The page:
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RE: Campbell's even crazier than a MANIAC? (archeopteryx climbing)
Don Ohmes wrote:
> Sure. And/or accidental collisions while gliding from tree-to-tree, leading
> to hawking and echo-location.> The space between the trees was presumably
> under-exploited by insectivorous birds at night. Hence
> the success of the bats at moving in.
As David M. said, _Onychonycteris_ supports the hypothesis that flight preceded
echolocation in chiropteran evolution. Flight first, echolocation later.
BTW, the origin of bat flight might have been helped along by saltatory
morphological change - in this case, elongation of the wing digits (Sears et
al., 2006; PNAS 103: 6581-6586). This might have been the catalyst that
promoted powered flight in bats, rather than just an ecological opening that
was available for exploitation.
> Exactly! On the gravity-driven side, you have every animal that can or will
> leap, fall, or pounce from a
> high place for natural selection to act upon.
Such a statement is only relevant to the origin of bird flight if (and *only*
if) the ancestors in question did indeed leap, fall, or pounce from high
places. Because bird flight only evolved once, we have a sample of only one
(n=1). So discussions about which process is "most likely" to occur are
entirely beside the point.
Natural selection is worse than short-sighted: it's totally blind. If a small
proto-bird is leaping from the ground against flying insects, and such a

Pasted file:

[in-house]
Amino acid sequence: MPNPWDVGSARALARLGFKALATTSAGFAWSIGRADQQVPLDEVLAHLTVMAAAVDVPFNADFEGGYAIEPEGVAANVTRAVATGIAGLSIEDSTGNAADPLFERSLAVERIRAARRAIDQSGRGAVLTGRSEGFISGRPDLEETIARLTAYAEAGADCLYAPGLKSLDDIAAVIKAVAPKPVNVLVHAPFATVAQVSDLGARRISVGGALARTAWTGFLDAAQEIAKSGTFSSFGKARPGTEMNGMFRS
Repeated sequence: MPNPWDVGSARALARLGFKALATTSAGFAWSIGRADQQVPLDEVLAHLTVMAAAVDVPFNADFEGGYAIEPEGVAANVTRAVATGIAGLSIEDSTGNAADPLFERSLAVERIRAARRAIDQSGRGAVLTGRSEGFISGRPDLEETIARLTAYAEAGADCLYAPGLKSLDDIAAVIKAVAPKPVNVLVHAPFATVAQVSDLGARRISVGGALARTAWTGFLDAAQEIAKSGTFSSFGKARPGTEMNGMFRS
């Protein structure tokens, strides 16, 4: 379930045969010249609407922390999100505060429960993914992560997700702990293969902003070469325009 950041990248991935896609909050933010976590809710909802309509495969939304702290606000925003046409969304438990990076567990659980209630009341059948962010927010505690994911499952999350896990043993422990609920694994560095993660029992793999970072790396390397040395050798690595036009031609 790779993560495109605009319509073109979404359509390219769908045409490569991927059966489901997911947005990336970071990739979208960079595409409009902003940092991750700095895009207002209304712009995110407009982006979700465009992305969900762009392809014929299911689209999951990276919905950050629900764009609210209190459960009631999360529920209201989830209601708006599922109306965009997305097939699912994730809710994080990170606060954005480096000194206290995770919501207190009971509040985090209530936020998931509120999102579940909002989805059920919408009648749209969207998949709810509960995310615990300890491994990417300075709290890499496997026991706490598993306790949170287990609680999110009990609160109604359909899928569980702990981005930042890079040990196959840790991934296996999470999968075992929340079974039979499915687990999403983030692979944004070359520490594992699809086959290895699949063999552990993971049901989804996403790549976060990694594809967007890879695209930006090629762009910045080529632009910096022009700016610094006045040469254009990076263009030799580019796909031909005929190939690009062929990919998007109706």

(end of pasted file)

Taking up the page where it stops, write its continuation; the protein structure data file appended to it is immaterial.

behavior is beneficial, then there's no reason why natural selection would not
act to improve this behavior - despite the cost (more energy required to fight
against gravity). It's not as though natural selection is going to say to the
proto-bird: "Hang on - this would be so much easier if you learnt to climb
trees, and let gravity help you. I'm pulling the plug on this experiment. Get
yourself up a tree, and then we'll talk!"
Not that I'm actually advocating this Ostrom-esque "ground-up" insect-catching
scenario. All I'm saying is that your perception that it's more energetically
challenging than a gravity-driven scenario cannot be used to refute "ground-up".
> On the muscle-driven side, ya got nothing but your
> imagination and a long list of "ancestral constraints". As any manufacturer
> can tell you, the availability
> of feedstock and ease of manufacture all count when assessing the likelihood
> of success.
This (dare I say) is teleological thinking. Evolution does not have foresight,
so it cannot make judgements about which pathway is more likely to lead to
To use an example in the reverse direction (loss of flight, rather than
gain)... If a manufacturer were designing a dodo, they would probably let it
keep its flight ability, in case a new predator arrives on its island habitat.
But natural selection doesn't employ forward thinking, and only acts to select
for what's beneficial in the immediate term, regardless of the long-term
consequences. (Now if only I could think of an analogy for this in the
business world... Hmmm...)
> Exactly! This is why the "climber-friendly" nature of cycads is important.
> Cycads can be utilized by
> animals that are optimized for non-arboreal forms of locomotion. Roosting,
> perch-hunting, gleaning,
> even nesting are physically possible, and arguably advantageous...
I don't disagree. What I don't understand is why this scenario cannot be
combined with terrestrial behaviors, especially those that involve leaping.
> I did not realize the the non-existence of gliding behavior in proto-birds
> had been proven...
It hasn't. But gliding behavior in proto-birds cannot be *assumed* simply
because it offers an "easier" (in your assessment) route to powered flight.
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